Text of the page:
George Orwell is the pen name (the name taken by an artist) of Eric Arthur Blair: essayist, novelist, literary critic, advocate(lawyer) and fighter for political change. Blair was born on June 25, 1903, in India, which was a British territory. He was the son of Richard Walmesley Blair, a civil servant (a person who works in thecicil service), and Ida Mabel Blair. He moved to England with his mother and sisters at the age of one. He shew academic talent from a young age, so his mother made sure he entered the well-known boardingschool called St. Cyprian’s on a scholarship.
Blair excelled academically there but faced many hardships in its puritanical environment. In the autobiographical essay “Such, Such Were theJoys,” Orwell describes the social challenges he endured as a scholarship student among England’s wealthy elite.)
Then he entered Eton, a renowned secondary school and was graduated in 1921. Despitehis intelligence, he could not afford (to be able to buy something) to attend college. In 1922, he joined the Indian Imperial Police in Burma and despised what he saw. Moreover, he could not standthe fact that his job put him directly in the position of privileged oppressor. He resigned from the Indian Imperial Police five years later while going back to England.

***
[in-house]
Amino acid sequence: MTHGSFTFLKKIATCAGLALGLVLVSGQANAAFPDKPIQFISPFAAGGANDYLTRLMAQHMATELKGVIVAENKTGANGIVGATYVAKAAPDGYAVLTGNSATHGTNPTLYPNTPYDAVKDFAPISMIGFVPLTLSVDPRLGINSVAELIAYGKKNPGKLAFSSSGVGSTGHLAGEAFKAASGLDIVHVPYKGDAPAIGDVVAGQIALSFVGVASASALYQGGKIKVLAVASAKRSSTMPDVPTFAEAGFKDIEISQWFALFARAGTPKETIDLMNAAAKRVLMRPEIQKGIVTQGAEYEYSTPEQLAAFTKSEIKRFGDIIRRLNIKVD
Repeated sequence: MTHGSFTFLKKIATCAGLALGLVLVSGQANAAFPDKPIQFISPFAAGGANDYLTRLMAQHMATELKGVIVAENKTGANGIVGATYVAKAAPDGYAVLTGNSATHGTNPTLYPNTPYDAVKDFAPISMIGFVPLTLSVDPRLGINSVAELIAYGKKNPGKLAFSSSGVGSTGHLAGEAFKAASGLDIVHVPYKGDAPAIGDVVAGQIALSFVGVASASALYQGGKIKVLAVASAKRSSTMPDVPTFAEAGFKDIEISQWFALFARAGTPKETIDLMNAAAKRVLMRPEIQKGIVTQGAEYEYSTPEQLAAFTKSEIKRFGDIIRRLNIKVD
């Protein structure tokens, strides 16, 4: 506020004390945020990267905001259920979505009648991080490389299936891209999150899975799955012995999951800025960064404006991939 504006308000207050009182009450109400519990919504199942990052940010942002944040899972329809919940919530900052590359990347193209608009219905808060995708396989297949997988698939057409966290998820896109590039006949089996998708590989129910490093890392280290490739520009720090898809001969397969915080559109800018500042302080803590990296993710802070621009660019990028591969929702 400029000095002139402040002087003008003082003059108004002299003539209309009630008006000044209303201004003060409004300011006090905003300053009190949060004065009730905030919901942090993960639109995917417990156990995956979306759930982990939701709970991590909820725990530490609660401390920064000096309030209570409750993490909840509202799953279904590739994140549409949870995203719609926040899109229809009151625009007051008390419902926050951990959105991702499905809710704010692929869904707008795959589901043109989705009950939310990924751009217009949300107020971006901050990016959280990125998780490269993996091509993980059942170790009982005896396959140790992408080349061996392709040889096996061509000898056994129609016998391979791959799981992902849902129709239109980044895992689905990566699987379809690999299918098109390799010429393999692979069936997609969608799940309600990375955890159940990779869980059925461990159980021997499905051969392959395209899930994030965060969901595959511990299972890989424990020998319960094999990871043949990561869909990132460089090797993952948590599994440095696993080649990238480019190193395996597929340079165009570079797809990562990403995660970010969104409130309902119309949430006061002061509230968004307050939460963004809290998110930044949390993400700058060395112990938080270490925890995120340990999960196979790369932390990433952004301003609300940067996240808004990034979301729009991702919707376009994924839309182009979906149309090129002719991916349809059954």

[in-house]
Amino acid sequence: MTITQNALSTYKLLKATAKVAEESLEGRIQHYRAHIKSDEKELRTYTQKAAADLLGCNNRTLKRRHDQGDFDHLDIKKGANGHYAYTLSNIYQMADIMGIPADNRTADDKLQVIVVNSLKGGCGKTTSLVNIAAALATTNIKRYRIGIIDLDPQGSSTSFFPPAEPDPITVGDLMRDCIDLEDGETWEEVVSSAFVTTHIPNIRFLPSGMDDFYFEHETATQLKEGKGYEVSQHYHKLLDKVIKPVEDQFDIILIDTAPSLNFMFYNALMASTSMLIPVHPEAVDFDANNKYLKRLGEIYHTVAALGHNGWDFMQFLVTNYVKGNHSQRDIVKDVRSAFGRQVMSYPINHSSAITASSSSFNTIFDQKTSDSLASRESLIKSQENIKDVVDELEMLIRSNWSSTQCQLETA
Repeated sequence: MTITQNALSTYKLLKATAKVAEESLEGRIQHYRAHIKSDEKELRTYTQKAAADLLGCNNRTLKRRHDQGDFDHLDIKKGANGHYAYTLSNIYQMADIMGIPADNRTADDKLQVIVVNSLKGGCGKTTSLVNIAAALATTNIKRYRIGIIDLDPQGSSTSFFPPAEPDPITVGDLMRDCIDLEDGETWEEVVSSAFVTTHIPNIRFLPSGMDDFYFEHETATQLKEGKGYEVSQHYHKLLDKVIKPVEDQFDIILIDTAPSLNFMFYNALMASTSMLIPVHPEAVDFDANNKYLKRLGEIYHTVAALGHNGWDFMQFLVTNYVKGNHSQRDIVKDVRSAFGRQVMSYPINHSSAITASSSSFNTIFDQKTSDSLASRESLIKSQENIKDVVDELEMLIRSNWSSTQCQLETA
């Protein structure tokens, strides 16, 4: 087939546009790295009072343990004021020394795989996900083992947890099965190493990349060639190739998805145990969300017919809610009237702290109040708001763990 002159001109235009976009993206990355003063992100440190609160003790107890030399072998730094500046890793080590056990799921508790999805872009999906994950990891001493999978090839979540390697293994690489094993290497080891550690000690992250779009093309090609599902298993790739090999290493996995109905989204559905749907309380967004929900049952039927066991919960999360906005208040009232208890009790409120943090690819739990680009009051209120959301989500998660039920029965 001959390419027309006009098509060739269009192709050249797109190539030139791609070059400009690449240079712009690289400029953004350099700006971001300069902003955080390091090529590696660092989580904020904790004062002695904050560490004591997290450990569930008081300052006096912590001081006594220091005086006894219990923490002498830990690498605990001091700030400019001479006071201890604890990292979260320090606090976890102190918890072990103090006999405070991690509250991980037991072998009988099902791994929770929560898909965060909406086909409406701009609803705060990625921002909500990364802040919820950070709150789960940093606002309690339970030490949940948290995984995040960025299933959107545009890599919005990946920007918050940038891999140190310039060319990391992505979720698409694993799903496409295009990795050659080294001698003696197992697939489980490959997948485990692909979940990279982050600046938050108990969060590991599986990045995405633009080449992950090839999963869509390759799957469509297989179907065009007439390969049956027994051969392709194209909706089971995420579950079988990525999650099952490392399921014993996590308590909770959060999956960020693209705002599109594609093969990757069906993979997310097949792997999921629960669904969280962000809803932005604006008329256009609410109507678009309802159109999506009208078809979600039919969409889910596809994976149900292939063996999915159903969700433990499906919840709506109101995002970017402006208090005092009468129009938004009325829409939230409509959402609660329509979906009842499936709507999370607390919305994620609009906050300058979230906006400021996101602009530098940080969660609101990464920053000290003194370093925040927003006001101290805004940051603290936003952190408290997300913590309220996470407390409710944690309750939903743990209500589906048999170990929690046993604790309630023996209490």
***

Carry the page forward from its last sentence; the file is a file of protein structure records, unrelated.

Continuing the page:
Blair/Orwell thus becamedevoted to the problems of class and government power.
He started to publish essays in 1929 and he took a job as a teacher at Frays College. He also became a literary agent. Blair/Orwell published Downand Out in Paris in 1932. Before the book’s publication, Blair assumed (to pretend to have a diferent name) the pen name “George Orwell” by which he would become famous.
In 1934, he quit histeaching job and moved to Hempstead, an epicenter for young writers at the time, where he worked in a used-book store. He married Eileen O’Shaughnessy a few years later. He published in 1936 The Road to...